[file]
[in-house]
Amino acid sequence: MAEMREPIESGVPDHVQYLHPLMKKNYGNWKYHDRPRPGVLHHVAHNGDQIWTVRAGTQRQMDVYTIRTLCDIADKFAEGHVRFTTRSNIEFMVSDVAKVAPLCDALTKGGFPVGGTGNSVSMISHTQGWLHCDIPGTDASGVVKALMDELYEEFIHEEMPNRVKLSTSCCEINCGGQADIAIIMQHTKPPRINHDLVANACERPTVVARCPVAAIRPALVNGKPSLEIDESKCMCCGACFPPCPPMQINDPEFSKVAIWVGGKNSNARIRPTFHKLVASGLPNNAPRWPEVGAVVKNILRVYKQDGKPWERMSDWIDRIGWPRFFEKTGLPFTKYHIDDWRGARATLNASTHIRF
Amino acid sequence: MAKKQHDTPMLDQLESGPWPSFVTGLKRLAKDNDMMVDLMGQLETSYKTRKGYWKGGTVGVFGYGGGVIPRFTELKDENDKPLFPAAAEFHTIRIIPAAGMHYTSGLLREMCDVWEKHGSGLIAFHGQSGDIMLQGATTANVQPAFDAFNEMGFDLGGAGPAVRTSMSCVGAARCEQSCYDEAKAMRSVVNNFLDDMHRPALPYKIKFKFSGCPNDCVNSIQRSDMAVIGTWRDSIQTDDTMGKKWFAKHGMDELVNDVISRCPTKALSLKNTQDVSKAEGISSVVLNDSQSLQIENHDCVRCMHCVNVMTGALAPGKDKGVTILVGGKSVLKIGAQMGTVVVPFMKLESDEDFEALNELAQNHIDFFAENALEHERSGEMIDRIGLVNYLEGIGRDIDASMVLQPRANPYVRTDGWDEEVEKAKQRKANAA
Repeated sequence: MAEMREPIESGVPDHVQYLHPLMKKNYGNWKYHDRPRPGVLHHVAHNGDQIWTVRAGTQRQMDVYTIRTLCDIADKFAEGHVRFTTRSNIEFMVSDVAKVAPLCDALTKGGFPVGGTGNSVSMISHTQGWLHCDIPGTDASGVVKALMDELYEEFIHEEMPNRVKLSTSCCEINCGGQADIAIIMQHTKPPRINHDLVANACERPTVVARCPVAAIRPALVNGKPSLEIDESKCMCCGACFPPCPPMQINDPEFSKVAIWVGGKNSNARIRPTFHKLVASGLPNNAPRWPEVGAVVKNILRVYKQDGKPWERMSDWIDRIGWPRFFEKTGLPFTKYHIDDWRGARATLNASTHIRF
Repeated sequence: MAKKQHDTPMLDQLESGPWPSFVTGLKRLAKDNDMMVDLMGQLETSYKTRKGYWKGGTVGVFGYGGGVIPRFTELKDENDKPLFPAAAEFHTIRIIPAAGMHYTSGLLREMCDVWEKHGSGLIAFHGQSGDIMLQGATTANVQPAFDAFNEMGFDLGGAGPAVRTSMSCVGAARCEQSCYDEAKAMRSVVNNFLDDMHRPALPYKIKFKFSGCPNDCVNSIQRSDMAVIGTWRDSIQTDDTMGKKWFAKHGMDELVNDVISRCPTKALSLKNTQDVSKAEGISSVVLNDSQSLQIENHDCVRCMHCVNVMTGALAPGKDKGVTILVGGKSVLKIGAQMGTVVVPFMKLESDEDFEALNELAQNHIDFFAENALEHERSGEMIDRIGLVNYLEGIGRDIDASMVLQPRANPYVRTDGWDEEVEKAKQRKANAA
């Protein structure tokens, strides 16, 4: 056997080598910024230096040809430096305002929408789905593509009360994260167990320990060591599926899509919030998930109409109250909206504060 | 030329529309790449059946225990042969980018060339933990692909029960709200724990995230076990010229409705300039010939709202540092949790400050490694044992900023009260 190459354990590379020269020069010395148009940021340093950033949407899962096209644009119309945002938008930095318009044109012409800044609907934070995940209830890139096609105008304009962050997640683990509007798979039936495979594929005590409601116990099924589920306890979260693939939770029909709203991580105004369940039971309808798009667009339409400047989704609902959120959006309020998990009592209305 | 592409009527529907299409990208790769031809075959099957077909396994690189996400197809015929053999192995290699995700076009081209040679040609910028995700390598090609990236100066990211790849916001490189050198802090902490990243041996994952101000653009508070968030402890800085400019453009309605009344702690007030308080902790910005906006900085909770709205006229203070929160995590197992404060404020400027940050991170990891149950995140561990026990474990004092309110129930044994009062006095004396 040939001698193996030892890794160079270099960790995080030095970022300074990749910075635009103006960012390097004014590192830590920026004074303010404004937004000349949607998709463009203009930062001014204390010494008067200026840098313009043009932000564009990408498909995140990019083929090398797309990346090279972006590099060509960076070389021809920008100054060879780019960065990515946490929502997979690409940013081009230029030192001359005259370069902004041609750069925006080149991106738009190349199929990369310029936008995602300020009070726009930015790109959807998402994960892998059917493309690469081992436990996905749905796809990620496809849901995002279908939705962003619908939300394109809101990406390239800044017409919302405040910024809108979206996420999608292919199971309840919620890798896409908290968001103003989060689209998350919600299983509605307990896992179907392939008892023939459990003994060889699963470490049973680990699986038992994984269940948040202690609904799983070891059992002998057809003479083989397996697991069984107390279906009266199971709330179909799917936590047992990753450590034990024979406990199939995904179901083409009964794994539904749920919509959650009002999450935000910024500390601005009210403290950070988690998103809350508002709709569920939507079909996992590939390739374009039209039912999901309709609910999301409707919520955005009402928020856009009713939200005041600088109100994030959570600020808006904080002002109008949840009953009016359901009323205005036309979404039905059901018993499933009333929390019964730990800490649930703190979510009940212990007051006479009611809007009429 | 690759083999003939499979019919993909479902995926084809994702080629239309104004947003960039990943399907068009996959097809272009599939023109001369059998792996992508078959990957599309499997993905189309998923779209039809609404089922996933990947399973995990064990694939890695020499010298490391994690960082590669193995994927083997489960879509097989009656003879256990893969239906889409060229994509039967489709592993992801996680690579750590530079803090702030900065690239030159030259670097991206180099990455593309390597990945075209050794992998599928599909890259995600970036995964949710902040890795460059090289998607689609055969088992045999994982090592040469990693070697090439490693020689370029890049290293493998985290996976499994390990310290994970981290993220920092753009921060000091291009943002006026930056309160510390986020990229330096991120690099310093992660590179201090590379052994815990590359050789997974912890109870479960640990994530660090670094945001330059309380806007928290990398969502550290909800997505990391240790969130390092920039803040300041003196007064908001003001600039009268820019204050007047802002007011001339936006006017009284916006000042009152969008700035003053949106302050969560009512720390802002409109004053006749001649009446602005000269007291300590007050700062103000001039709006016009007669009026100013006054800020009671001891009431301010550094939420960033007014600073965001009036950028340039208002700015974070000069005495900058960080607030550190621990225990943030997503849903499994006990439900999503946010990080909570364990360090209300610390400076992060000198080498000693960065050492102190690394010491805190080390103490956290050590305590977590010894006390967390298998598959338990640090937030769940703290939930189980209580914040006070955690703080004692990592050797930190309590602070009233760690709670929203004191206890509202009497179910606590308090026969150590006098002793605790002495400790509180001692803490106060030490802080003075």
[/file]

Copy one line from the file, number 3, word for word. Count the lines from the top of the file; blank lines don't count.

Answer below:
Amino acid sequence: MAKKQHDTPMLDQLESGPWPSFVTGLKRLAKDNDMMVDLMGQLETSYKTRKGYWKGGTVGVFGYGGGVIPRFTELKDENDKPLFPAAAEFHTIRIIPAAGMHYTSGLLREMCDVWEKHGSGLIAFHGQSGDIMLQGATTANVQPAFDAFNEMGFDLGGAGPAVRTSMSCVGAARCEQSCYDEAKAMRSVVNNFLDDMHRPALPYKIKFKFSGCPNDCVNSIQRSDMAVIGTWRDSIQTDDTMGKKWFAKHGMDELVNDVISRCPTKALSLKNTQDVSKAEGISSVVLNDSQSLQIENHDCVRCMHCVNVMTGALAPGKDKGVTILVGGKSVLKIGAQMGTVVVPFMKLESDEDFEALNELAQNHIDFFAENALEHERSGEMIDRIGLVNYLEGIGRDIDASMVLQPRANPYVRTDGWDEEVEKAKQRKANAA